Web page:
Why has the CLI video not been updated with correct info?CompTIA Linux+ Course

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Home Forums Courses CompTIA Linux+ Course Why has the CLI video not been updated with correct info?

This topic contains 2 replies, has 2 voices, and was last updated by  Gamer115x 2 years, 4 months ago.

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    In the command-line-interface for Linux+ found at https://www.cybrary.it/video/command-line-interface/ the teacher has trouble using the “du” command on one of his files. He states that it works on other linux distros but probably not on ubuntu and this is WRONG. He tries to type the file name, which contains space characters, without using a backslash to escape those characters. This itself is something that should be discussed and taught to the users because from the looks of the video it makes you believe that du doesn’t work on ubuntu and it does and is a very useful command when needing to check file/folder sizes.



    Spoke too soon, I now saw that he went back and demonstrated the command after he changed the file name to not contain spaces



    Yeah, I was pretty upset about that too. I didn’t even start with as much experience with Bash (the Terminal) as I do now, and I even knew the blunder of the teacher; but then again, if the student is able to identify the teacher’s error, that’s a good thing. Nobody’s perfect after all.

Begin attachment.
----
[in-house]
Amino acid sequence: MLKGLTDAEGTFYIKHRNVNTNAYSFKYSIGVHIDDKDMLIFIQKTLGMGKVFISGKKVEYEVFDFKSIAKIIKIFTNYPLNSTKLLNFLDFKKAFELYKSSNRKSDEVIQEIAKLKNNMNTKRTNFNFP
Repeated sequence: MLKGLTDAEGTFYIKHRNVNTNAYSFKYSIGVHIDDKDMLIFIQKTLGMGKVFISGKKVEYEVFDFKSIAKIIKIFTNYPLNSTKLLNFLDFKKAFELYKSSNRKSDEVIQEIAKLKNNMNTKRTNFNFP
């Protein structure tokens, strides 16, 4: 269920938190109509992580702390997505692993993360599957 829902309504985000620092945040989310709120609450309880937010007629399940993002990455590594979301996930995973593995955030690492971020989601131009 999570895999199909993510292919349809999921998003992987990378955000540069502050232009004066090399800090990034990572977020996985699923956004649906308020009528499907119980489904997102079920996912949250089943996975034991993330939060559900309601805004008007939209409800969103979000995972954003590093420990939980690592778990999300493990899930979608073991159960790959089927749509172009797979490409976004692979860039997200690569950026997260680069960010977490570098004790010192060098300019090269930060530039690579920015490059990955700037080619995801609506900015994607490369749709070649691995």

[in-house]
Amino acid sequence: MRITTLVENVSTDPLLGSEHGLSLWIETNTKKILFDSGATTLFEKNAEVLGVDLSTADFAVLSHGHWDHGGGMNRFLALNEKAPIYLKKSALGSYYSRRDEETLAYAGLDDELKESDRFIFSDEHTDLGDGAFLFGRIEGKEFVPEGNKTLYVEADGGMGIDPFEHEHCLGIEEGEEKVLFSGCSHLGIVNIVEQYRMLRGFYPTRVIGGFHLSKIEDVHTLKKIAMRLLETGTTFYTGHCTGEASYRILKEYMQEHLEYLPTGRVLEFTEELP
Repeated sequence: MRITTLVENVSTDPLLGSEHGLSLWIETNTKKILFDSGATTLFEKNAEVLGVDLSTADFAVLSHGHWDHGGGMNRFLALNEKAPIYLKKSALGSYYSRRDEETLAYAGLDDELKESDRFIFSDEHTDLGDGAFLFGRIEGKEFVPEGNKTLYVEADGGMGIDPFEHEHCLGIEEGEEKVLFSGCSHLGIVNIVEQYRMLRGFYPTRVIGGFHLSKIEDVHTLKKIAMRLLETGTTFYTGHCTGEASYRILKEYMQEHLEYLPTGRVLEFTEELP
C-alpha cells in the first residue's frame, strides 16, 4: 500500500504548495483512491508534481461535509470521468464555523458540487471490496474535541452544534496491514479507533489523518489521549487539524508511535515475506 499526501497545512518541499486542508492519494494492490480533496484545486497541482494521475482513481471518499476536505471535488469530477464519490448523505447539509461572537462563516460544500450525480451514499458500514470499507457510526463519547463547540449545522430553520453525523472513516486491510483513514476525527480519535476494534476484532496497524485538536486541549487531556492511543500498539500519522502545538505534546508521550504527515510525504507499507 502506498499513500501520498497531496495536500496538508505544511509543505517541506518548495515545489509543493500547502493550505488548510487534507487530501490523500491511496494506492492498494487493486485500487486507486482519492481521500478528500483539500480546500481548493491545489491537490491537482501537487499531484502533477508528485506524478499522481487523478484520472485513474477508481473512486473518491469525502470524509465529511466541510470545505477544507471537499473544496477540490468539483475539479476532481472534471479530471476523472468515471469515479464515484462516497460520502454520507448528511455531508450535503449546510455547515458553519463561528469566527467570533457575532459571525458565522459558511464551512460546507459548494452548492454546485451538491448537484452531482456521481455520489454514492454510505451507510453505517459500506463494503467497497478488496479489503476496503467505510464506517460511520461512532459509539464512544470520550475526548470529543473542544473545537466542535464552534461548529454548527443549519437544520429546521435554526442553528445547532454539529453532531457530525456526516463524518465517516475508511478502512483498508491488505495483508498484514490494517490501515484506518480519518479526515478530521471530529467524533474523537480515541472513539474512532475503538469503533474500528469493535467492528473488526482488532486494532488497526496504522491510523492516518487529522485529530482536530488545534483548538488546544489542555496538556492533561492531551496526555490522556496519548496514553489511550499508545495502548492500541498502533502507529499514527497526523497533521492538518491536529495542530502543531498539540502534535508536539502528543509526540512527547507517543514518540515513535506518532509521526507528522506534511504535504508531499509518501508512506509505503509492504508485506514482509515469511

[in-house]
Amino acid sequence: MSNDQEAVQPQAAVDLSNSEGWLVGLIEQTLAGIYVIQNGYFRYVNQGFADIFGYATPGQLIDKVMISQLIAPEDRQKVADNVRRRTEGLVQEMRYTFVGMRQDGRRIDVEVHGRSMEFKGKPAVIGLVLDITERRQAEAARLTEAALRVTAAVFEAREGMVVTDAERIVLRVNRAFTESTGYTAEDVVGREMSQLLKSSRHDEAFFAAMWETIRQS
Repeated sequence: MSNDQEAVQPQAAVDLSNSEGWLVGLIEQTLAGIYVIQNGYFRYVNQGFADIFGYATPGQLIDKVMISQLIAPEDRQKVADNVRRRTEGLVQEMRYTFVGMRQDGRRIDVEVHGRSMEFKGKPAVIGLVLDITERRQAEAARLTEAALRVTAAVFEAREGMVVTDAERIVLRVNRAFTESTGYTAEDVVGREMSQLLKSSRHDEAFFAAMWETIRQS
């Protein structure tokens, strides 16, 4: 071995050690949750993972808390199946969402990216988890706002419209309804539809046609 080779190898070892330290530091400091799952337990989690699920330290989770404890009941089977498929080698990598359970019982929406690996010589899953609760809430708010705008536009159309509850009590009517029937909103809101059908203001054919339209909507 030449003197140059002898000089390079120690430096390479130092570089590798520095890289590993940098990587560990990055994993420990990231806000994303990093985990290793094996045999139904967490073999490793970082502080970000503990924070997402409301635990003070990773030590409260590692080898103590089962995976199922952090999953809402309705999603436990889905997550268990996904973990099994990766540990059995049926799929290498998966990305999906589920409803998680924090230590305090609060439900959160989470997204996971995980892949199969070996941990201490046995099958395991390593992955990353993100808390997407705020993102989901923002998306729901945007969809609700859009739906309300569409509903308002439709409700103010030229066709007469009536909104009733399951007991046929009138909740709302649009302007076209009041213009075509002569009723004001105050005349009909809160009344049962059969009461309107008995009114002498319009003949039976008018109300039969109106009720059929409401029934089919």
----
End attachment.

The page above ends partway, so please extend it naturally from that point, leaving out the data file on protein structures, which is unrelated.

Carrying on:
For those tuning in (because this is a public forum), here’s a quick recap:

    The instructor tried putting du File Name, which is wrong. Linux, and in most cases Microsoft’s CMD and Mac OS’s Terminal, interpret most commands with “modifiers” which, as the name implies, changes the way the command functions. du lists by default how many kilobytes make up a file. However, appending du with -h, for example, makes it list files by exact human-readable syntax: Kilobytes (K), Megabytes (M), Gigabytes (G), etc.

    So, for example, du Text.txt can output 14    Text.txt, showing that it in fact, contains 14 Kilobytes of data. However, running it again with du -h Text.txt outputs instead 14K   Text.txt.

    The correct use of a command that is implying to a file that has whitespace (or in English, spaces in its name), is Command [Modifier] 'File Name', using quotes, or by using escape characters, Command [Modifier] File\ Name.

    @tlbsoftware, in the future, however, I politely ask that you watch the whole lesson through before making a post on it. This way, if the instructor regards his/her mistake or explains it further later on in the lesson, you will have all the appropriate information.


    Oops. I went full-out Nerd.

    • This reply was modified 2 years, 4 months ago by  Gamer115x. Reason: Odd formatting errors...?
    • This reply was modified 2 years, 4 months ago by  Gamer115x. Reason: Odd formatting errors. Got too used to Bash
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